Ed Glaeser -- the Harvard economics professor and preeminent urban economist -- has a new paper with Joshua Gottlieb, called "The Economics of Place-Making Policies," which was released today as part of the Spring 2008 Brookings Papers on Economic Activity. The bulk of the paper addresses whether the federal government should undertake policies aimed at strengthening specific places -- for instance, whether the government should try to resuscitate a dying city like Detroit. This is not a new topic for Glaeser, and he again expresses a preference for policies that focus on people rather than places. But the final section of Glaeser and Gottlieb's paper addresses the impact of land use regulations on housing prices, and since I've taken it upon myself to make the case that restrictive land use regulations probably contributed to the housing bubble, I thought I'd highlight what Glaeser and Gottlieb have to say about land use regulations. They present a couple interesting graphs, which I will discuss, but first, here is the crux of their argument with respect to land use regulations:
"If we believe that the most productive areas of the country have restricted construction through extensive land use controls and that these controls are not justified on the basis of other externalities, then it may be welfare-enhancing for the federal government to consider policies that could reduce the barriers to building in highly productive areas."In other words, the most productive cities (i.e., those with agglomeration economies and lots of skilled workers) are using land use regulations to restrict the supply of new housing, thereby blocking other people from moving in. The most interesting graph (in my opinion) that Glaeser and Gottlieb present is also the simplest. This graph examines the relationship between housing prices and the Wharton Land Use Index (which measures the restrictiveness of a metropolitan area's land use regulations):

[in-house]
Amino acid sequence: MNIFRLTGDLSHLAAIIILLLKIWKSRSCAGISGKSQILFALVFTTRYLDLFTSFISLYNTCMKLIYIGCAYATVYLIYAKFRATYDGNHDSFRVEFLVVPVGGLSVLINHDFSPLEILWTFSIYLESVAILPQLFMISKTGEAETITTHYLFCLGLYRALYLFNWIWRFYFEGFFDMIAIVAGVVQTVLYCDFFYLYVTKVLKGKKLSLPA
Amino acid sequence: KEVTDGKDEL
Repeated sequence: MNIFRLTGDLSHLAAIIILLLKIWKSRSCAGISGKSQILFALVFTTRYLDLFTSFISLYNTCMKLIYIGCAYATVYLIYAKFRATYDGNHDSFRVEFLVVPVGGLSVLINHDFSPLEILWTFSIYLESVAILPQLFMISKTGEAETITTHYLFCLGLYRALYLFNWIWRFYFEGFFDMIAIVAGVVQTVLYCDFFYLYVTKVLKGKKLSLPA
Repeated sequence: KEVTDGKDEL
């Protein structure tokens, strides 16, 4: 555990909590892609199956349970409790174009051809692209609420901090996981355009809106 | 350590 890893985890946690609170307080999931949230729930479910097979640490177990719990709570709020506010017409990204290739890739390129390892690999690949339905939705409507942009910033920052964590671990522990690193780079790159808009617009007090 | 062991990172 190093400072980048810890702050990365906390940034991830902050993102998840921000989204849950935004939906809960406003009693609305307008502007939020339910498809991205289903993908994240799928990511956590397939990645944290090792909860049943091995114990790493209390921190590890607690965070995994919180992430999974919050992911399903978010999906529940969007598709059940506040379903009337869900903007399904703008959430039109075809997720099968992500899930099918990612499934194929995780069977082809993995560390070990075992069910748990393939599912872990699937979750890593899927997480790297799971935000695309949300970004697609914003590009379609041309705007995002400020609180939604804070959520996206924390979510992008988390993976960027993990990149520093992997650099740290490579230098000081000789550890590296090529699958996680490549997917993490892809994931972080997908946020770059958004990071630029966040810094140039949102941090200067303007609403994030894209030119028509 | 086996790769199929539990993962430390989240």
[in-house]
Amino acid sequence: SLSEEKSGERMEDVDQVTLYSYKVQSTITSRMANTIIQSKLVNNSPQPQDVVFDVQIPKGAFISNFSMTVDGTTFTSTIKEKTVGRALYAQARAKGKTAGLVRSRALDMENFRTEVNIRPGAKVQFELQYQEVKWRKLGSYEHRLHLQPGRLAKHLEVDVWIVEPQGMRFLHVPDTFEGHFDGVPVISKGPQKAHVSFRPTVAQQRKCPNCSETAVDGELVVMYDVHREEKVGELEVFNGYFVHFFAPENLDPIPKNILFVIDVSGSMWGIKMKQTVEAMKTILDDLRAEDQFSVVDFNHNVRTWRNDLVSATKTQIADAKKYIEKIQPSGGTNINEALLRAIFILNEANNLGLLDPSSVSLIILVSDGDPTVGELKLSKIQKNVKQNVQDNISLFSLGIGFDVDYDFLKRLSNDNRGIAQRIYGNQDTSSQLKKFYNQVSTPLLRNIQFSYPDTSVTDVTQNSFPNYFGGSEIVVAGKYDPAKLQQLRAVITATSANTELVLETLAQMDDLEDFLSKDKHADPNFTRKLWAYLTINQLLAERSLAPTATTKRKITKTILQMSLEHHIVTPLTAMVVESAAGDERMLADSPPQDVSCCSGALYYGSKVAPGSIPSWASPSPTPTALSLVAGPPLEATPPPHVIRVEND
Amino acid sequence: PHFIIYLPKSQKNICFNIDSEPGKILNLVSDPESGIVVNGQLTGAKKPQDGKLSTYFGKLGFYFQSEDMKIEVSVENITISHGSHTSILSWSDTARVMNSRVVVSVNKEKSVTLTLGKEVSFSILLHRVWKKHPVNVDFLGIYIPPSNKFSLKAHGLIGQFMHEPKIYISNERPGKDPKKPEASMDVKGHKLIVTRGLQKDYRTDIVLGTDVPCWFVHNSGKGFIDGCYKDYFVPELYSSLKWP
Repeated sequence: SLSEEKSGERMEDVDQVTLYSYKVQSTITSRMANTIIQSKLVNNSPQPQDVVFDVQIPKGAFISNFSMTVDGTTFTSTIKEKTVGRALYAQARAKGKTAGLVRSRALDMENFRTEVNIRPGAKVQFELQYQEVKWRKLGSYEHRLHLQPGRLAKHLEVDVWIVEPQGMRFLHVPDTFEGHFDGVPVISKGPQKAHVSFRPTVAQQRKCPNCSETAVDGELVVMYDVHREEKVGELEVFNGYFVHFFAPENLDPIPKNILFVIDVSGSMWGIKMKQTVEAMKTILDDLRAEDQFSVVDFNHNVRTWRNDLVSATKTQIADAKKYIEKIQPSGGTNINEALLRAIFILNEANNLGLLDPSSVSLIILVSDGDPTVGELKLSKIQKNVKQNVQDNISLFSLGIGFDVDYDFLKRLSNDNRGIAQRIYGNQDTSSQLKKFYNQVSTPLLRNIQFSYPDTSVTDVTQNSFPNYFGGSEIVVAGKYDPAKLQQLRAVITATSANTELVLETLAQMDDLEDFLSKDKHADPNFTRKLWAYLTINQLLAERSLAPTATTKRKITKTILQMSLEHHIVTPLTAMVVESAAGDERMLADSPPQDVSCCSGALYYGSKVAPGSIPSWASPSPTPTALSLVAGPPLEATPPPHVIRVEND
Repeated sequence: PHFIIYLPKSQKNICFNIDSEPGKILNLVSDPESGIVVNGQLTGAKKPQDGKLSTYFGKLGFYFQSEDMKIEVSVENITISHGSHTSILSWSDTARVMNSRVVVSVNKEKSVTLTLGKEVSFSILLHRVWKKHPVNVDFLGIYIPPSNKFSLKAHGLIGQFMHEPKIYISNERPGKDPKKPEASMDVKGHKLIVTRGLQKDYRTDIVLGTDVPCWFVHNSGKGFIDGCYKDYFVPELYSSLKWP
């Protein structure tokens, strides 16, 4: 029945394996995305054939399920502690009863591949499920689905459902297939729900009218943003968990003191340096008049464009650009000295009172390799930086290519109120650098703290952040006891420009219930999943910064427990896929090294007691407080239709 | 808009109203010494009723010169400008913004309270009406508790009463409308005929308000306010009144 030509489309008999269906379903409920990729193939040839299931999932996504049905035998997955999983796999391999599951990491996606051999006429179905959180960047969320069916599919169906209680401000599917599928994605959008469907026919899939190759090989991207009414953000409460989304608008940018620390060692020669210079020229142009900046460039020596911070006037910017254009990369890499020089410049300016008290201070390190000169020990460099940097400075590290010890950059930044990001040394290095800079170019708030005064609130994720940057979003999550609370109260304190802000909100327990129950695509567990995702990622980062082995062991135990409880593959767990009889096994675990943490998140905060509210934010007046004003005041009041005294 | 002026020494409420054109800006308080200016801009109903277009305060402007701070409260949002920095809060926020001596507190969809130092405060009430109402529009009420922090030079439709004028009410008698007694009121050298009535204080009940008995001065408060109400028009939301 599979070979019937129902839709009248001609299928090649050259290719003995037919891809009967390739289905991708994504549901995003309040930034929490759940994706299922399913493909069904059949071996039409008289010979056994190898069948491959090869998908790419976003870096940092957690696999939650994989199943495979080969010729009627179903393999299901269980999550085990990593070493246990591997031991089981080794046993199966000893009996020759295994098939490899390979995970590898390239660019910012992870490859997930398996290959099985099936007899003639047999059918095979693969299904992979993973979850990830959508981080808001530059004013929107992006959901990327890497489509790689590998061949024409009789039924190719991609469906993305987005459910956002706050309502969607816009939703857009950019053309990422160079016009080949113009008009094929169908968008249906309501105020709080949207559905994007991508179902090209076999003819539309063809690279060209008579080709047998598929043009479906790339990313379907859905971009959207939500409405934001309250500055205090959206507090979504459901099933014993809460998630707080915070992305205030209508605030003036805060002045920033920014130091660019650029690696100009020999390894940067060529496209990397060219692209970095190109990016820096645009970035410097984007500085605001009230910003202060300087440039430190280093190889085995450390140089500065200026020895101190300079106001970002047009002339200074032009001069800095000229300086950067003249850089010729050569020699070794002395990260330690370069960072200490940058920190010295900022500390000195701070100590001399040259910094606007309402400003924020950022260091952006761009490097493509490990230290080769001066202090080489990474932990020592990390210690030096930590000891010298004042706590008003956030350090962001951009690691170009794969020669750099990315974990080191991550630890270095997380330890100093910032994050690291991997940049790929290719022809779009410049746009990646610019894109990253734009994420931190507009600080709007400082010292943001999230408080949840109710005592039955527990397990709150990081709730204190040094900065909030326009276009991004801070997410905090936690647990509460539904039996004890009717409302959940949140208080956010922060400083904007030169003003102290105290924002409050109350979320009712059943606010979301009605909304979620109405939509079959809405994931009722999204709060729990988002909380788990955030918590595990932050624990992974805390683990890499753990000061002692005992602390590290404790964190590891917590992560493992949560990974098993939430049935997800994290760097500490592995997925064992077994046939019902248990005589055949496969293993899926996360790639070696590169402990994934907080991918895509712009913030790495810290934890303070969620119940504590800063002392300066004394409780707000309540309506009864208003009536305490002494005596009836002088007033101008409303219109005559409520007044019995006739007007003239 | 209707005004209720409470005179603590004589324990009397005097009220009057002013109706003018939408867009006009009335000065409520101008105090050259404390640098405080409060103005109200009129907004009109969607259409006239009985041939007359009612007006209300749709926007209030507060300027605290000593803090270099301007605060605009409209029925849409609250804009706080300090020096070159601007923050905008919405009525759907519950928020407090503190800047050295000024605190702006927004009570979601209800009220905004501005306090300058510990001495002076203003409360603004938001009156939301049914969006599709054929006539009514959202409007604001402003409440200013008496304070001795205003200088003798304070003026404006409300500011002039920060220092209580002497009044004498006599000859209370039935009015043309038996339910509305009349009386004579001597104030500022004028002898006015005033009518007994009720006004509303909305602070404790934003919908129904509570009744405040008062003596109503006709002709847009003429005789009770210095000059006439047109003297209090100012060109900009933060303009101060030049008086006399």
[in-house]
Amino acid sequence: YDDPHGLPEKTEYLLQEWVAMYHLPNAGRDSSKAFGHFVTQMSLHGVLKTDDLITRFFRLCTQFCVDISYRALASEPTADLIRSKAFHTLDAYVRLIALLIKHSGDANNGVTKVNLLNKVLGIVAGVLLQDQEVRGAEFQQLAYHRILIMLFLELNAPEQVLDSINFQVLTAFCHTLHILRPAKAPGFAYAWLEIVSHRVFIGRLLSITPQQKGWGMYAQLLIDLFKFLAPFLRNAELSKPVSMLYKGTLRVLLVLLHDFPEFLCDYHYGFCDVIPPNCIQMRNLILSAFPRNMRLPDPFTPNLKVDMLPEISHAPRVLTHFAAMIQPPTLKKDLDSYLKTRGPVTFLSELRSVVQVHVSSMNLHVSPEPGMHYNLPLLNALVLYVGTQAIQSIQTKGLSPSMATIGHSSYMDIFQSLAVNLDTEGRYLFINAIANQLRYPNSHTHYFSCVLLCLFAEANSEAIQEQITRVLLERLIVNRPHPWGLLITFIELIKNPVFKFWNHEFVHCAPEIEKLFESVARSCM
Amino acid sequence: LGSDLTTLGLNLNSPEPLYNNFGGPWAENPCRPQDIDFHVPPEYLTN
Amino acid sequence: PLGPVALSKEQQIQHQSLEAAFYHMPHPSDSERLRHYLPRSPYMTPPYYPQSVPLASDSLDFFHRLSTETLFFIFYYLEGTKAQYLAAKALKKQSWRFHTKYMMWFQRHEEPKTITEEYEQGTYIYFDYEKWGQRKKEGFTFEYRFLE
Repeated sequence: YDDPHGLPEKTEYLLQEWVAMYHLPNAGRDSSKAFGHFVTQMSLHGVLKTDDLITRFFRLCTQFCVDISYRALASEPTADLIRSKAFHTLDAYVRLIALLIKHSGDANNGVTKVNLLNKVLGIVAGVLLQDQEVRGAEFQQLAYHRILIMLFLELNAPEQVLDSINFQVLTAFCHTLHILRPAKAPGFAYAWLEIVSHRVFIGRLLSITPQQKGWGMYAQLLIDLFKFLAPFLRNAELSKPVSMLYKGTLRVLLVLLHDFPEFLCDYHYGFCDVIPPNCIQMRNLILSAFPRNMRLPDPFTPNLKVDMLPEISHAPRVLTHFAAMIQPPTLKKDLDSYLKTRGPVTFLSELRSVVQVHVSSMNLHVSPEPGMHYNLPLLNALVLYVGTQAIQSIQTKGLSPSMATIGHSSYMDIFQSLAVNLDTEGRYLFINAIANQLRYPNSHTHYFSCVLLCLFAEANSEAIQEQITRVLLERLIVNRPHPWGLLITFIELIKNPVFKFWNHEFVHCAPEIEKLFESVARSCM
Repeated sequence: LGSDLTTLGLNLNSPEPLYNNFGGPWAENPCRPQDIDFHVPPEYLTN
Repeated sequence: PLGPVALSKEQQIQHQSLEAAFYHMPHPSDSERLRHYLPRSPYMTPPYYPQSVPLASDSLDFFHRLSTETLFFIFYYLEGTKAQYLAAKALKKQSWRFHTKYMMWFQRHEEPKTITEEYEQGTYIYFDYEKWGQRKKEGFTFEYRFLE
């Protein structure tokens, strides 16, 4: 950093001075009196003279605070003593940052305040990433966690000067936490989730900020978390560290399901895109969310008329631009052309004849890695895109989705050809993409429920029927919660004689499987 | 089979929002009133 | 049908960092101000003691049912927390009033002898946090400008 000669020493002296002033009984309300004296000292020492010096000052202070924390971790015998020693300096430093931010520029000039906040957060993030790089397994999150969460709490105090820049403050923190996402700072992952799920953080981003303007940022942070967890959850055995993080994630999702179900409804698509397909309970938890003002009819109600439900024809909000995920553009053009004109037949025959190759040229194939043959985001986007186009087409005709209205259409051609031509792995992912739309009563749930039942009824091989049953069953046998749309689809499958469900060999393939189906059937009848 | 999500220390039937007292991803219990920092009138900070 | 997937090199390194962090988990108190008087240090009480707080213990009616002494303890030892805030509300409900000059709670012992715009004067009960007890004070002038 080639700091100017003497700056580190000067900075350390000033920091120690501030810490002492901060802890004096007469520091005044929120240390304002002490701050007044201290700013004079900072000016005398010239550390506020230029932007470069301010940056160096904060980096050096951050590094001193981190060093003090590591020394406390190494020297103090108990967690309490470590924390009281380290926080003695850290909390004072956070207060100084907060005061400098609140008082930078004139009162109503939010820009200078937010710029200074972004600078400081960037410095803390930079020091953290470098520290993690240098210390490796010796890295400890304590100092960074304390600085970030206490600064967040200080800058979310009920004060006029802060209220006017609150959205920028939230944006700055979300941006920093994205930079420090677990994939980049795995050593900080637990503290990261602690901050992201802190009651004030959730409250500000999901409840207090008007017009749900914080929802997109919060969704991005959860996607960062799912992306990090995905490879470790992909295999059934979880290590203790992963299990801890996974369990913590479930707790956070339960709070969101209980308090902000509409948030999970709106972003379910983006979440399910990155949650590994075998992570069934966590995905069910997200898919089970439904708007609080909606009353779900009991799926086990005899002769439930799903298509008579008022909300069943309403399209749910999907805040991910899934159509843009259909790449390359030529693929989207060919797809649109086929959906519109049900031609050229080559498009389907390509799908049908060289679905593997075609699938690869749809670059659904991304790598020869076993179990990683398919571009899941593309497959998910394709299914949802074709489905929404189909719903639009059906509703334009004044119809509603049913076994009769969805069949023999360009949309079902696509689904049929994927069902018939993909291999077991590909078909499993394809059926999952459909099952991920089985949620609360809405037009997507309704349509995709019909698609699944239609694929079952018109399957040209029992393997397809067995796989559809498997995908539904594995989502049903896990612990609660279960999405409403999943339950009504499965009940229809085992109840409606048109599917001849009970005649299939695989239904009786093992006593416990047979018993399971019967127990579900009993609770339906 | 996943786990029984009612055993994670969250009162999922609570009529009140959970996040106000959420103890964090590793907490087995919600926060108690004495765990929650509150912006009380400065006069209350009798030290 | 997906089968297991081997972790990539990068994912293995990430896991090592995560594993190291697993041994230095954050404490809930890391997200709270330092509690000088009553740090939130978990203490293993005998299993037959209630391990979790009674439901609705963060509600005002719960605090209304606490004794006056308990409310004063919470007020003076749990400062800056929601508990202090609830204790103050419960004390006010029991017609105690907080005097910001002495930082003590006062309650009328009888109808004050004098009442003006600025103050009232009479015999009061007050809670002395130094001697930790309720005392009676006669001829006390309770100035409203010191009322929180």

Los Angeles: #2 Miami: #11 Phoenix: #14 San Diego: #16 Inland Empire: #17 Denver: #19 San Jose: #23 Las Vegas: #29So productivity as the source of demand shocks isn't a panacea, but you could certainly make the case that high productivity contributed to bubble formation in the most prominent bubble cities. The fact that the major bubble cities all ranked in the top 30 for GMP out of 316 metropolitan areas is certainly suggestive, though I'm not sure of what just yet.